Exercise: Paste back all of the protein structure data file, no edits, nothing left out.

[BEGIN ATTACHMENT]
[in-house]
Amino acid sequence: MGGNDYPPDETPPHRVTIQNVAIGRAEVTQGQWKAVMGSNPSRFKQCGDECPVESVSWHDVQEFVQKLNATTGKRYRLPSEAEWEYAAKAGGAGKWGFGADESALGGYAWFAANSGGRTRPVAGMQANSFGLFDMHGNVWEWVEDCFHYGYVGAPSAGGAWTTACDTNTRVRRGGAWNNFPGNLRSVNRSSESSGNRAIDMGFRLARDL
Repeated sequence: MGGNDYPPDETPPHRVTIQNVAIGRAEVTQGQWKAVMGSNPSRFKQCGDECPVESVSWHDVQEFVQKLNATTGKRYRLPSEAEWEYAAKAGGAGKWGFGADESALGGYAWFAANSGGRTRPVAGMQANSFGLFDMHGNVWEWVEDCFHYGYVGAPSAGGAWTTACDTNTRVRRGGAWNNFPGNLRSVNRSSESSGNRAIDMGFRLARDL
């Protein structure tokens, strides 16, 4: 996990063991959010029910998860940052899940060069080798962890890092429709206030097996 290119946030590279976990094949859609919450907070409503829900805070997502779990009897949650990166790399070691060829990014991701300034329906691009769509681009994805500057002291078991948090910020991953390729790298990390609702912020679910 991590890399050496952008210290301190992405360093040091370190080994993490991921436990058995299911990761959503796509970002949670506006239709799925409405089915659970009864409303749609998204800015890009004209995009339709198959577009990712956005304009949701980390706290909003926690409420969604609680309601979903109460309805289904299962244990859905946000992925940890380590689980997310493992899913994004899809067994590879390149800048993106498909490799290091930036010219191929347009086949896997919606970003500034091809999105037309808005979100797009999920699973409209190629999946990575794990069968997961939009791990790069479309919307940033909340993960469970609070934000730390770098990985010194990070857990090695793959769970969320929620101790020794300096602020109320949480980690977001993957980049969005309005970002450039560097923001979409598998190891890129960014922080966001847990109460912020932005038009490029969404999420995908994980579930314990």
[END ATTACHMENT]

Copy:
[in-house]
Amino acid sequence: MGGNDYPPDETPPHRVTIQNVAIGRAEVTQGQWKAVMGSNPSRFKQCGDECPVESVSWHDVQEFVQKLNATTGKRYRLPSEAEWEYAAKAGGAGKWGFGADESALGGYAWFAANSGGRTRPVAGMQANSFGLFDMHGNVWEWVEDCFHYGYVGAPSAGGAWTTACDTNTRVRRGGAWNNFPGNLRSVNRSSESSGNRAIDMGFRLARDL
Repeated sequence: MGGNDYPPDETPPHRVTIQNVAIGRAEVTQGQWKAVMGSNPSRFKQCGDECPVESVSWHDVQEFVQKLNATTGKRYRLPSEAEWEYAAKAGGAGKWGFGADESALGGYAWFAANSGGRTRPVAGMQANSFGLFDMHGNVWEWVEDCFHYGYVGAPSAGGAWTTACDTNTRVRRGGAWNNFPGNLRSVNRSSESSGNRAIDMGFRLARDL
């Protein structure tokens, strides 16, 4: 996990063991959010029910998860940052899940060069080798962890890092429709206030097996 290119946030590279976990094949859609919450907070409503829900805070997502779990009897949650990166790399070691060829990014991701300034329906691009769509681009994805500057002291078991948090910020991953390729790298990390609702912020679910 991590890399050496952008210290301190992405360093040091370190080994993490991921436990058995299911990761959503796509970002949670506006239709799925409405089915659970009864409303749609998204800015890009004209995009339709198959577009990712956005304009949701980390706290909003926690409420969604609680309601979903109460309805289904299962244990859905946000992925940890380590689980997310493992899913994004899809067994590879390149800048993106498909490799290091930036010219191929347009086949896997919606970003500034091809999105037309808005979100797009999920699973409209190629999946990575794990069968997961939009791990790069479309919307940033909340993960469970609070934000730390770098990985010194990070857990090695793959769970969320929620101790020794300096602020109320949480980690977001993957980049969005309005970002450039560097923001979409598998190891890129960014922080966001847990109460912020932005038009490029969404999420995908994980579930314990």